Collection is open to the public. Collection must be used in Special Collections and University Archives Reading Room. Collection or parts of collection may be stored offsite. Please contact Special Collections and University Archives in advance of your visit to allow for transportation time. Collection includes sound recordings, moving images, and digital files to which access is restricted. Access to these materials is governed by repository policy and may require the production of listening or viewing copies. Researchers requiring access must notify Special Collections and University Archives in advance and pay fees for reproduction services as necessary.
Conditions Governing Use note
Property rights reside with Special Collections and University Archives, University of Oregon Libraries. Copyright resides with the creators of the documents or their heirs. All requests for permission to publish collection materials must be submitted to Special Collections and University Archives. The reader must also obtain permission of the copyright holder.
The Society of Architectural Historians was founded on the East Coast, at Harvard University, in 1940 to promote the study of worldwide architecture. Fourteen years later, in 1954, a West Coast chapter named the Pacific Section was formed at the call of Elliot A. P. Evans in San Francisco, where Professor Evans was curator of the California Society of Pioneers. It was the sixth local or regional chapter of the learned society to be organized. Its early meetings typically were held in the San Francisco Bay region. In 1962, the spread-out Pacific Coast constituency was subdivided with the organization of a Southern California Chapter. The balance of the jurisdiction, ranging from San Francisco Bay north to encompass the Pacific Northwest, adopted the name Northern Pacific Coast Chapter in 1965. The northern group reorganized once more. It separated from California altogether in 1995 and adopted the name of its late leader, Marion Dean Ross. In the following year, a Northern California Chapter centering on the Bay Area was formed as the final subdivision of the original Pacific Section. Today, the Marion Dean Ross/Pacific Northwest Chapter jurisdiction embraces three states and a Canadian province, namely, Oregon, Washington, Idaho, and British Columbia.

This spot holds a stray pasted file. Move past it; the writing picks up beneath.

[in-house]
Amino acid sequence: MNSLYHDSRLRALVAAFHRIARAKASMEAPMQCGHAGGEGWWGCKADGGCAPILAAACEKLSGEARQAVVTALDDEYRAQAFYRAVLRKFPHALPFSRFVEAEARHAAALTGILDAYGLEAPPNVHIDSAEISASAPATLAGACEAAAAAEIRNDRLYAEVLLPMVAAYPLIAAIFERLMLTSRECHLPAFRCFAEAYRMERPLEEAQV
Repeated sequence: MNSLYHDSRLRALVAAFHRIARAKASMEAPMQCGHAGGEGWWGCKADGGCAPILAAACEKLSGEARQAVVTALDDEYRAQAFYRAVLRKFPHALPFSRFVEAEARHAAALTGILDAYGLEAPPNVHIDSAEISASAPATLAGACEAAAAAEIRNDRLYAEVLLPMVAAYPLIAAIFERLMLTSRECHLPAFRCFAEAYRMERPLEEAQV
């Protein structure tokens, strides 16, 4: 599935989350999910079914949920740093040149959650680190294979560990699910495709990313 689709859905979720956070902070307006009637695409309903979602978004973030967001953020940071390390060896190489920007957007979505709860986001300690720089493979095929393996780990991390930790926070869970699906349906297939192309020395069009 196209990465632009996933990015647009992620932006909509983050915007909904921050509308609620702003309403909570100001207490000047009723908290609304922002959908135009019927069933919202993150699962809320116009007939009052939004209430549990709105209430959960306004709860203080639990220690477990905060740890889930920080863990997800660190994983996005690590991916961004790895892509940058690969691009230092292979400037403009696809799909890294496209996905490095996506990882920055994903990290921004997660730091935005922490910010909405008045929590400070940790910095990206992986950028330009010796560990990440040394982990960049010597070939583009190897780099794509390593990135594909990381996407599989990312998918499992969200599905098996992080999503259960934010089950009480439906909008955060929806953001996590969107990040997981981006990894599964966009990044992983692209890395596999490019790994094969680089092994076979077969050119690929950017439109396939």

The Society of Architectural Historians has sought to fulfill its mission by engaging scholars, architects, preservationists, planners, professionals in allied design fields, and the general public in the study and discussion of the world’s heritage in architecture. From the time of its origin, the regional chapter promoted awareness of architectural resources on the West Coast. By their participation in tours and sessions of scholarly papers at conference venues ranging from San Francisco Bay to British Columbia, faculty of the various schools of architecture and staff of historical and preservation agencies enhanced their knowledge and, in turn, shared that knowledge with students and the public. Individual members have published books and articles on the region’s resources. From time to time, Chapter members have acted as expert advocates by writing or testifying in defense of threatened landmarks.